Backyard suburban predator proofing

Discussion in 'Predators and Pests' started by hensandchickscolorado, Jun 9, 2011.

  1. I have been reading all of these horror stories and am in the process of building my chicken run.

    I live in a suburban neighborhood. Here we do have fox, racoons, and hawks. However, I've never seen any of these creatures in my yard. I have a small dog that might be very nice fox bait, but he's never been bothered.

    I'm wondering if many of the attacks I read about happen when people have chicks out at night or live in more wooded or rural areas? Even though, I am trying to build a really secure run.

    Here is my plan. Will it be enough for a backyard? My auto mechanic laughed at me for using hardware cloth; he's had chicks in the neighborhood for years and only uses chicken wire.

    Plan: Run is enclosed on three sides by coop, wooden fence, and garage wall.

    I have dug down about 9" and will bury hardware cloth along the wooden fence; it'll come up about a foot and I'll screw it in to the fence.

    I will frame the front of the run, add a door and enclose the entire thing with hardware cloth and also dig down & bury.

    Coop is raised 2 feet and hardware cloth wraps the bottom (buried also).

    I will put chicken wire on the top (only because I can't afford more hardware cloth. The area is about 8 x 12).

    There are branches that extend over the coop. The nesting boxes are on the non-run side of the coop...I have a tricky hook & eye hook with a spring...but that doesn't seem like enough on that exposed side.

    All of this occurs in my fenced in yard.

    Am I doing enough? I'm worried about the roof part. I also don't know what to buy for the nesting boxes as far as a lock goes. What is secure enough??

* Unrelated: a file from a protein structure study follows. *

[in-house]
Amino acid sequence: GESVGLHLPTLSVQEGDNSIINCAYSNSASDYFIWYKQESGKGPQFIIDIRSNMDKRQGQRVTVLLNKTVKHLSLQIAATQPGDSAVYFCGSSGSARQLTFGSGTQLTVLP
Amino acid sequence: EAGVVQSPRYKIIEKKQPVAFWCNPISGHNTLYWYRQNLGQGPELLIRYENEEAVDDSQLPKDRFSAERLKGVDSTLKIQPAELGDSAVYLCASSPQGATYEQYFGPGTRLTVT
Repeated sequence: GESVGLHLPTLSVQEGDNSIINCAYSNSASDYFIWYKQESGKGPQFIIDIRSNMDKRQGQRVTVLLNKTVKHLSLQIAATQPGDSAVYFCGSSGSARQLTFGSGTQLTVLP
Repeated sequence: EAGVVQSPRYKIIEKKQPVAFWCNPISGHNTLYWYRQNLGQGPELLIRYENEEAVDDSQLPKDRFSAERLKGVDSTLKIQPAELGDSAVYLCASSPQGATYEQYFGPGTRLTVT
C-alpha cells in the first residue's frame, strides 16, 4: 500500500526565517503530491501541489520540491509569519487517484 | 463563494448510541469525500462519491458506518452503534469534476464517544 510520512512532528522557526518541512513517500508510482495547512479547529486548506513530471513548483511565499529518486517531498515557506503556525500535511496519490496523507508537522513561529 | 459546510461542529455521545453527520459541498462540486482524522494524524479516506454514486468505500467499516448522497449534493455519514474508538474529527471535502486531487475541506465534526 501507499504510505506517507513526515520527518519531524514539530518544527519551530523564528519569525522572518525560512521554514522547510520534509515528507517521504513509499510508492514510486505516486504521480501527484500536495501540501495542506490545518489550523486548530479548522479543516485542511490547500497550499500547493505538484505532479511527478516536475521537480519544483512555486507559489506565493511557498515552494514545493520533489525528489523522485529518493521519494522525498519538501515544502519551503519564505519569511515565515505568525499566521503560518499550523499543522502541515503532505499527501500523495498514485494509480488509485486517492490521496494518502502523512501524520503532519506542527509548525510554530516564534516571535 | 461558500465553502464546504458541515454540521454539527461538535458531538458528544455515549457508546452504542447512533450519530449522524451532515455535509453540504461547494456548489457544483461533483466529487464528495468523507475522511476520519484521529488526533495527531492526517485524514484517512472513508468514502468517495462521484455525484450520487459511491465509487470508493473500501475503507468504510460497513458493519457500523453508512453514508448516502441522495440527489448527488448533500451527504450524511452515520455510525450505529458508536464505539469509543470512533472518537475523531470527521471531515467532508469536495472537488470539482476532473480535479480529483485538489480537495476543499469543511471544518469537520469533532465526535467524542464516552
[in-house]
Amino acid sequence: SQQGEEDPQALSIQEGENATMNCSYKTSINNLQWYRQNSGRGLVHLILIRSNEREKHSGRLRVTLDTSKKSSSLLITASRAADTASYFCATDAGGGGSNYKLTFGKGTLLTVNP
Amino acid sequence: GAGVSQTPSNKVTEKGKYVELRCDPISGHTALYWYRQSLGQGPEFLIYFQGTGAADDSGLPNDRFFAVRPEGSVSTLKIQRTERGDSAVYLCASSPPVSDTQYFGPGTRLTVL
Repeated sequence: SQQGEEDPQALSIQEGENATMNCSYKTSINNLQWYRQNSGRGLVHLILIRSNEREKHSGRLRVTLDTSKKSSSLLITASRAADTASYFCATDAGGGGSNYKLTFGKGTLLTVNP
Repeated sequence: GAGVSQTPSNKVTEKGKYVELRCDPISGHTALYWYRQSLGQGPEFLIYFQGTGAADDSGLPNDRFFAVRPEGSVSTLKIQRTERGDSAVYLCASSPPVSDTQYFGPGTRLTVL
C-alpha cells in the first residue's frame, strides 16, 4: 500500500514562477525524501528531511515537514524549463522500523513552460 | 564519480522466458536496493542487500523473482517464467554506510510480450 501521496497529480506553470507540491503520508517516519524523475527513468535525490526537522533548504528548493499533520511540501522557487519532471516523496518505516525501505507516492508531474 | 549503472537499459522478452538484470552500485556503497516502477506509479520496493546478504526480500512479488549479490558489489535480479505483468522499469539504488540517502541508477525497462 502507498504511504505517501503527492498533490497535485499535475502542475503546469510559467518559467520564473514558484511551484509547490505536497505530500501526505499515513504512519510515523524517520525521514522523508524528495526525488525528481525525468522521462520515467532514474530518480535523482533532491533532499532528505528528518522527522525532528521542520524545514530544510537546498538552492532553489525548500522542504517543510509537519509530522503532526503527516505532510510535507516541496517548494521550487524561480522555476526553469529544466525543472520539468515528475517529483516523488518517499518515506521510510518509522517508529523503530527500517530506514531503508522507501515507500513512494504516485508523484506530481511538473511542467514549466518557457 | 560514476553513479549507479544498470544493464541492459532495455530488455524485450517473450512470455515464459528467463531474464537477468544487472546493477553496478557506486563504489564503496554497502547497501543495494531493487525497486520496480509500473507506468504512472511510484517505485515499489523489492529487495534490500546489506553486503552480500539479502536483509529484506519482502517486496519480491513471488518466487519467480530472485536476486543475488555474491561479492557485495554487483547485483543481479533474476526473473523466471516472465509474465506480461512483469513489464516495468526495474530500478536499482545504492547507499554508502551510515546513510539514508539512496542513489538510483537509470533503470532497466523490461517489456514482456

Or, am I being ridiculous--is a raccoon going to climb on my coop or garage and jump down into the chicken wire right here in the 'burbs?


  2. Sonoran Silkies

    Sonoran Silkies Flock Mistress

    Jan 4, 2009
    Tempe, Arizona
    You will very definitely find raccoons in urban and suburban areas; I wouldn't be surprised to hear about them breaking into a Manhattan penthouse! Foxes are less likely, but not impossible. Hawks and owls are everywhere.

    Chicken wire on the roof is much better than on the walls. Is the yard already fenced?
  3. 2overeasy000

    2overeasy000 Songster

    Dec 1, 2010
    I assume you get a lot of snow there. Don't know if the chicken wire will be hardy enough to not collapse.
  4. Yard is fenced. I am worried about chicken wire and snow.

    What else can I do? Even if I use $500 worth of hardware cloth, that might come down in snow as well.

    Here is a pic of the area, although now there is a coop right in the middle of it! Run will be on the right hand side of coop.

    It's dark out or I'd go take a pic of it now...

  5. bobbi-j

    bobbi-j Free Ranging Premium Member

    Mar 15, 2010
    On the MN prairie.
    Maybe instead of chicken wire you can put welded wire across the top. My run is 12x16, and it held up quite well with our unusually snowy winter. It's less expensive than hardware cloth, sturdier than chicken wire.
  6. Chickmate

    Chickmate Songster

    Nov 10, 2009
    SE Michigan
    I personally would never use chicken wire anywhere but inside the run to section it off, it's just not strong enough to keep coons out. You need to use hardware cloth on the top as well or put something over or under the chicken wire to make it strong enough to keep them out. At least use several layers of chicken wire. I would also put more secure locks on besides the hook and eye, even the spring kind. Raccoons have little hands that work just like ours and they can open almost anything. What I have on my coop in several areas are the hinged metal latches that you can put a clip in like you find on a dog's leash to lock it. I don't think coons can get them off. Sounds like you've thought of everything else, especially adding the hardware cloth to the bottom of the coop and fence and burying it. Good thinking! With the exception of using chicken wire and better locks I think you have it pretty safe for your girls! Don't know if you can see the lock well enough to know what kind it is, but here's a picture of it on the door. Sorry, that's the best picture of it I have.